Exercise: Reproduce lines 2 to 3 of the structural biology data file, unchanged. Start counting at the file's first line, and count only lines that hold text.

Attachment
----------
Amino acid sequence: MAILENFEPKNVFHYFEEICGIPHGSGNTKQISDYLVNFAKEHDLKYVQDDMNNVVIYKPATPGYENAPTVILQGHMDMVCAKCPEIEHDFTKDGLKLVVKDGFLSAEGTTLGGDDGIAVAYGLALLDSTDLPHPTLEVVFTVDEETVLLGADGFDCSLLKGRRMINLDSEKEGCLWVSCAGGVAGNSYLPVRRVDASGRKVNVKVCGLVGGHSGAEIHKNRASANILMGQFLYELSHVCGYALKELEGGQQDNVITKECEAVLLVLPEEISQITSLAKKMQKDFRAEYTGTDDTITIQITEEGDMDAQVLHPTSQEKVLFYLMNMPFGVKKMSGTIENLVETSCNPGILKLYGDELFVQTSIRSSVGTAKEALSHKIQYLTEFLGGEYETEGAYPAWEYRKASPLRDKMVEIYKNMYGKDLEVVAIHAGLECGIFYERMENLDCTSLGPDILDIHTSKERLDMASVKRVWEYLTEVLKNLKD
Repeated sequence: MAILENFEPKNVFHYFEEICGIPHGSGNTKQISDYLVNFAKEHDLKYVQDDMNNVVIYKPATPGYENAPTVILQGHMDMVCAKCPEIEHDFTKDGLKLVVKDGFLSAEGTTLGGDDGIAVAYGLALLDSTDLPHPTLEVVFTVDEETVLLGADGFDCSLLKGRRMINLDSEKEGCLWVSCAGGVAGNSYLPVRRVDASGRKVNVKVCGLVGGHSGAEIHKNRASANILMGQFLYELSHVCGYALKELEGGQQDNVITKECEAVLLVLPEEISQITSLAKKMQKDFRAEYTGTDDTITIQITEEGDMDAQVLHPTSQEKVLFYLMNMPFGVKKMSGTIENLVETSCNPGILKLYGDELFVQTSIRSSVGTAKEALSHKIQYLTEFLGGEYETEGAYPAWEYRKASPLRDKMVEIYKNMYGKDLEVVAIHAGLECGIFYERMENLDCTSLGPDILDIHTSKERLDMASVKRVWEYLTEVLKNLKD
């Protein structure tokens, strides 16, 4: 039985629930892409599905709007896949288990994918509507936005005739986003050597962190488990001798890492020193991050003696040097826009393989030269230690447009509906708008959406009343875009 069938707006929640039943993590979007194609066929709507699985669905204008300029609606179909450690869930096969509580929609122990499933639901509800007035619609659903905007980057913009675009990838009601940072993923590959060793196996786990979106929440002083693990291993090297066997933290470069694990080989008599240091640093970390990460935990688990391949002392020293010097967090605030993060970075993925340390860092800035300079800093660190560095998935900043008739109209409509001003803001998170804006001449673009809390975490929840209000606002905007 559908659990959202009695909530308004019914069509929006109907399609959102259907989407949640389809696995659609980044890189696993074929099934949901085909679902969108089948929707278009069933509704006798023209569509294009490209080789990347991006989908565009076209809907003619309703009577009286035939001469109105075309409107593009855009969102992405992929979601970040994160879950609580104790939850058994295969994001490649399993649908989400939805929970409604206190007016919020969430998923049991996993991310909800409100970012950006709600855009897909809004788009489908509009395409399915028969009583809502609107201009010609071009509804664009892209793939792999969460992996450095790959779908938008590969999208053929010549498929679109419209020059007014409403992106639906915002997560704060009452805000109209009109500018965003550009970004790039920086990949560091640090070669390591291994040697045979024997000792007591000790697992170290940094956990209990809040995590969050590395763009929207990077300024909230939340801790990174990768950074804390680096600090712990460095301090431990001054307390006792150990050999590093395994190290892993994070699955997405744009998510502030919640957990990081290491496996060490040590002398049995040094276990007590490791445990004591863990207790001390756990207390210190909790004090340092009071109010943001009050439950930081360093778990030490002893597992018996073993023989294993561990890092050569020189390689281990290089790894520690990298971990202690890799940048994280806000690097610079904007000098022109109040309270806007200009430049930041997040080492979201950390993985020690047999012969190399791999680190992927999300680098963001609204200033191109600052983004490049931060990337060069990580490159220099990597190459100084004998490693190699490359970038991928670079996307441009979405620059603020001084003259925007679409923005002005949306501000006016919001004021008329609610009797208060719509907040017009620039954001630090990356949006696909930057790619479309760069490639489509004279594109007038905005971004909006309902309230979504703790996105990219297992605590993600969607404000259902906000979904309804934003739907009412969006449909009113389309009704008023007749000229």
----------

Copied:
Repeated sequence: MAILENFEPKNVFHYFEEICGIPHGSGNTKQISDYLVNFAKEHDLKYVQDDMNNVVIYKPATPGYENAPTVILQGHMDMVCAKCPEIEHDFTKDGLKLVVKDGFLSAEGTTLGGDDGIAVAYGLALLDSTDLPHPTLEVVFTVDEETVLLGADGFDCSLLKGRRMINLDSEKEGCLWVSCAGGVAGNSYLPVRRVDASGRKVNVKVCGLVGGHSGAEIHKNRASANILMGQFLYELSHVCGYALKELEGGQQDNVITKECEAVLLVLPEEISQITSLAKKMQKDFRAEYTGTDDTITIQITEEGDMDAQVLHPTSQEKVLFYLMNMPFGVKKMSGTIENLVETSCNPGILKLYGDELFVQTSIRSSVGTAKEALSHKIQYLTEFLGGEYETEGAYPAWEYRKASPLRDKMVEIYKNMYGKDLEVVAIHAGLECGIFYERMENLDCTSLGPDILDIHTSKERLDMASVKRVWEYLTEVLKNLKD
């Protein structure tokens, strides 16, 4: 039985629930892409599905709007896949288990994918509507936005005739986003050597962190488990001798890492020193991050003696040097826009393989030269230690447009509906708008959406009343875009 069938707006929640039943993590979007194609066929709507699985669905204008300029609606179909450690869930096969509580929609122990499933639901509800007035619609659903905007980057913009675009990838009601940072993923590959060793196996786990979106929440002083693990291993090297066997933290470069694990080989008599240091640093970390990460935990688990391949002392020293010097967090605030993060970075993925340390860092800035300079800093660190560095998935900043008739109209409509001003803001998170804006001449673009809390975490929840209000606002905007 559908659990959202009695909530308004019914069509929006109907399609959102259907989407949640389809696995659609980044890189696993074929099934949901085909679902969108089948929707278009069933509704006798023209569509294009490209080789990347991006989908565009076209809907003619309703009577009286035939001469109105075309409107593009855009969102992405992929979601970040994160879950609580104790939850058994295969994001490649399993649908989400939805929970409604206190007016919020969430998923049991996993991310909800409100970012950006709600855009897909809004788009489908509009395409399915028969009583809502609107201009010609071009509804664009892209793939792999969460992996450095790959779908938008590969999208053929010549498929679109419209020059007014409403992106639906915002997560704060009452805000109209009109500018965003550009970004790039920086990949560091640090070669390591291994040697045979024997000792007591000790697992170290940094956990209990809040995590969050590395763009929207990077300024909230939340801790990174990768950074804390680096600090712990460095301090431990001054307390006792150990050999590093395994190290892993994070699955997405744009998510502030919640957990990081290491496996060490040590002398049995040094276990007590490791445990004591863990207790001390756990207390210190909790004090340092009071109010943001009050439950930081360093778990030490002893597992018996073993023989294993561990890092050569020189390689281990290089790894520690990298971990202690890799940048994280806000690097610079904007000098022109109040309270806007200009430049930041997040080492979201950390993985020690047999012969190399791999680190992927999300680098963001609204200033191109600052983004490049931060990337060069990580490159220099990597190459100084004998490693190699490359970038991928670079996307441009979405620059603020001084003259925007679409923005002005949306501000006016919001004021008329609610009797208060719509907040017009620039954001630090990356949006696909930057790619479309760069490639489509004279594109007038905005971004909006309902309230979504703790996105990219297992605590993600969607404000259902906000979904309804934003739907009412969006449909009113389309009704008023007749000229």